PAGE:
International Griffin Awards by Nationality:
USA: 7 wins, from 25 shortlistings
UK: 1 wins, from 10 shortlistings
Barbados: 1 win, from 1 shortlisting
Australia: 0 wins, from 2 shortlistings
Ireland: 0 wins, from 2 shortlistings
As a final aside, is Brathwaite also the only non-Caucasian Griffin winner? This sort of research is tough and kind of tasteless, as it requires making an assumption regarding people’s self-identification based solely on a photograph. However, I’m only seeing a scattering of non-white faces among the shortlisted authors (Victor Cruz in 2002, Dionne Brand in 2003, Suji Kwock Kim in 2004) and none among the winners. Could it be? Is it possible that seventeen of the eighteen Griffin winning authors and translators, and something like 66 of the 70 shortlisted ones, are European in descent? Say it ain’t so, Scott. Say it ain’t so!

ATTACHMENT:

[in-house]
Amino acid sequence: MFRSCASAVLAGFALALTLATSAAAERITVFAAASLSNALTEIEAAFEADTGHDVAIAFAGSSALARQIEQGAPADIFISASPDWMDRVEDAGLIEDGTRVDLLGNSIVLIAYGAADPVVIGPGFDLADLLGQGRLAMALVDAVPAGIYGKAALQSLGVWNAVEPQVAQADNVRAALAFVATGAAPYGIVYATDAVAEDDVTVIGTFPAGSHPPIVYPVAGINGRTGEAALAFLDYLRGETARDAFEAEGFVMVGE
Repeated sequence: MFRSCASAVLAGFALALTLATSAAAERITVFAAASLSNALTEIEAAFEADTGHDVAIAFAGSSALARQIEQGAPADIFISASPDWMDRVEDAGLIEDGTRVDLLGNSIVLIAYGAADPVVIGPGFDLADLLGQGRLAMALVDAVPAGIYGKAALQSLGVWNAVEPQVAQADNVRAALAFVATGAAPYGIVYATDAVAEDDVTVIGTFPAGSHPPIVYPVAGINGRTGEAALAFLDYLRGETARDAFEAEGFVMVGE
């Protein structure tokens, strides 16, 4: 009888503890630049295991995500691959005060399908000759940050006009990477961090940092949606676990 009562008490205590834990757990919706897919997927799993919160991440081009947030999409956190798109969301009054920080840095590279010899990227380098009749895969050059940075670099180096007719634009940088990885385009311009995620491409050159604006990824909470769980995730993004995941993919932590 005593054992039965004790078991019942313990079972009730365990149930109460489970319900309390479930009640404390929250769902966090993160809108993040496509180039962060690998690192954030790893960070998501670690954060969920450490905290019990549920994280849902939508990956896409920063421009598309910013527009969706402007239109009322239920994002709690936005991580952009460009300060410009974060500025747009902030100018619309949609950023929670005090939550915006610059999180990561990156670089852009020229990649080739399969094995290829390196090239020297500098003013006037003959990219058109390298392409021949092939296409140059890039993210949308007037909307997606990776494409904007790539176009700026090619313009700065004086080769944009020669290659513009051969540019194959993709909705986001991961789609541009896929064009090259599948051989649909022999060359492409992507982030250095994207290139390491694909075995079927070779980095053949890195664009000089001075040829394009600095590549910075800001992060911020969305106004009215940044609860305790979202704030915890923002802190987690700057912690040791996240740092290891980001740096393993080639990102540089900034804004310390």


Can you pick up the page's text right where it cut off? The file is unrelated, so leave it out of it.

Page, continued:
PS: If anyone finds any errors in the above, I’d love to hear them. Either through the Comments section, the Facebook, the Twitter, or the My Email. Cheers.